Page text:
President Barack Obama marked the end of the Iraq war today in a speech to U.S. troops in Fort Bragg, North Carolina. He welcomed the troops home and hailed their “extraordinary achievement” in a war that, just a few years ago, appeared to be a quagmire. “I want to speak to you about the end of the war in Iraq,” Obama said. “The final work has been done.”
Watch a clip of the speech:
While the work did yield an “extraordinary achievement,” it also came at a significant cost in U.S. blood and treasure, as well as to the Iraqi people and their society. Yesterday, Center For American Progress analysts Matt Duss and Peter Juul released a briefing updating “the Iraq War Ledger” in “A Look at the War’s Human, Financial, and Strategic Costs” (PDF or online).
Duss and Juul tally the costs of the war in human casualties, financial burdens, and to U.S. strategic posture. The pure numbers are staggering. This chart, from the brief, weighs the heaviest of costs to Americans and Iraqis, that paid for in human lives:
But those numbers for civilian deaths don’t tell the full story for Iraqi human costs: at least 10,000 members of Iraqi security forces fighting alongside the U.S.-led coalition also lost their lives; 1.24 million people were internally displaced; and more than 1.6 million Iraqis became refugees from the war.
Then there was the financial cost to the U.S., both for fighting the war ($806 billion) and for caring for the more than 2 million U.S. soldiers who did so (projected to total between $422 and $717 billion). Those figures include treatment for an incomprehensible human psychological toll of more than 150,000 troops with post-traumatic stress and a suicide rate for veterans of both Iraq and Afghanistan at more than three times the national average.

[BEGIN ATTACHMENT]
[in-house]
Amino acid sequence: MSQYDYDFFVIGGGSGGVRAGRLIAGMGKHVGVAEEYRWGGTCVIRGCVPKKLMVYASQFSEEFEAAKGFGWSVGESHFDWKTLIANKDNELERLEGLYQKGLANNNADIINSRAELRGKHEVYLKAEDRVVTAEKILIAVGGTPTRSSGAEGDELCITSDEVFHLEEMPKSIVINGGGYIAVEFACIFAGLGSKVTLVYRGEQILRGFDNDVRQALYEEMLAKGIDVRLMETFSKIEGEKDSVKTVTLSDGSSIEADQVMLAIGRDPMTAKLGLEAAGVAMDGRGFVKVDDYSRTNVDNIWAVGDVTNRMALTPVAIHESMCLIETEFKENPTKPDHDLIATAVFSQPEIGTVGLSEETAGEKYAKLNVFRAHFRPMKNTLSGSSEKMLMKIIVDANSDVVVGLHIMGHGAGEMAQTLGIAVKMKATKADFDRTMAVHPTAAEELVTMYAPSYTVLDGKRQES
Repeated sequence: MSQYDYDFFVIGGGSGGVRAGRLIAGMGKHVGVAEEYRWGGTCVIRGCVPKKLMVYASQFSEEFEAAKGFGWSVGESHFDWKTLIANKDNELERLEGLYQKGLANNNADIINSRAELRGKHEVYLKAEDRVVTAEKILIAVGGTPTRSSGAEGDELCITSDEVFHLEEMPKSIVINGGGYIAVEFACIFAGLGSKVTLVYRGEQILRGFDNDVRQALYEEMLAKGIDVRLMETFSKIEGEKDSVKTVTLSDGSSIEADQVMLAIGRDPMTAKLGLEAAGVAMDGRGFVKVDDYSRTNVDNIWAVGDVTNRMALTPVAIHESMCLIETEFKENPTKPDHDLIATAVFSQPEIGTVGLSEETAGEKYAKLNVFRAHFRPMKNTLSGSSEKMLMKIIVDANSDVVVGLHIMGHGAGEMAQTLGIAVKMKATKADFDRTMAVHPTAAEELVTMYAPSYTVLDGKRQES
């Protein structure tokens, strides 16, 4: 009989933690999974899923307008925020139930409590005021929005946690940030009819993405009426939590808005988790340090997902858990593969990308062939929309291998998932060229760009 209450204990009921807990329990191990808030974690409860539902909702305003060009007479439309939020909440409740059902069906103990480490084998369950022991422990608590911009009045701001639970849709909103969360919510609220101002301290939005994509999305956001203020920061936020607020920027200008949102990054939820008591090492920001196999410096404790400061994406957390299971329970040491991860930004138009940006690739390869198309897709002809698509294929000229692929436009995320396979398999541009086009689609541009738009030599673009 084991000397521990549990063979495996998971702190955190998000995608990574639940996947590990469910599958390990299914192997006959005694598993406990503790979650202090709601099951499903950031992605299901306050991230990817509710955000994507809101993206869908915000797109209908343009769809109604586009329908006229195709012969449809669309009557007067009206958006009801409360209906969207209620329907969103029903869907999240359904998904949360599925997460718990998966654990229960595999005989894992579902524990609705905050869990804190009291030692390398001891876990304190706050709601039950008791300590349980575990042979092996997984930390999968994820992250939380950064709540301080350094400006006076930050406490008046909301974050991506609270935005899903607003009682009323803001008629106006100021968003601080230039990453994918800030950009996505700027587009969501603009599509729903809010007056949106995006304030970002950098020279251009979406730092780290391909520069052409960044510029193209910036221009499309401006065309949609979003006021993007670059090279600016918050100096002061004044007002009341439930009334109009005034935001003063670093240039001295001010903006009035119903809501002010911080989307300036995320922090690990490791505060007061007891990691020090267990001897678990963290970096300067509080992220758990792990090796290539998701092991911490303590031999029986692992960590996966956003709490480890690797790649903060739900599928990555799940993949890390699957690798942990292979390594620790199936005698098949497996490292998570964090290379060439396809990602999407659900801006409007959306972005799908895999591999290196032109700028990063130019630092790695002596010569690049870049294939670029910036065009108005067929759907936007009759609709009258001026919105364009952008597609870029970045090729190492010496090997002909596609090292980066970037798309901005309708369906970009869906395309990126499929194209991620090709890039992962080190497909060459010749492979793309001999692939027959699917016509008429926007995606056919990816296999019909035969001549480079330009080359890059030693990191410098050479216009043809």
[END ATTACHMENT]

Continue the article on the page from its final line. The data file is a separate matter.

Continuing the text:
Lastly, the war created a burden on the U.S. and the international community by exacerbating other problems, such as “fueling sectarianism in the region,” “creat(ing) not only a rallying call for violent Islamic extremists but also an environment for them to develop, test, and perfect various tactics and techniques,” and hurting the U.S.’s international standing, among other issues.
“Iraq has made progress but still struggles with insecurity and deep political discord,” write Duss and Juul. “Still,” they continue
the end of former Iraq President Saddam Hussein’s brutal regime represents a considerable global good, and a nascent democratic Iraqi republic partnered with the United States could potentially yield benefits in the future.
But when weighing those possible benefits against the costs of the Iraq intervention, there is simply no conceivable calculus by which Operation Iraqi Freedom can be judged to have been a successful or worthwhile policy. The war was intended to show the extent of America’s power. It succeeded only in showing its limits.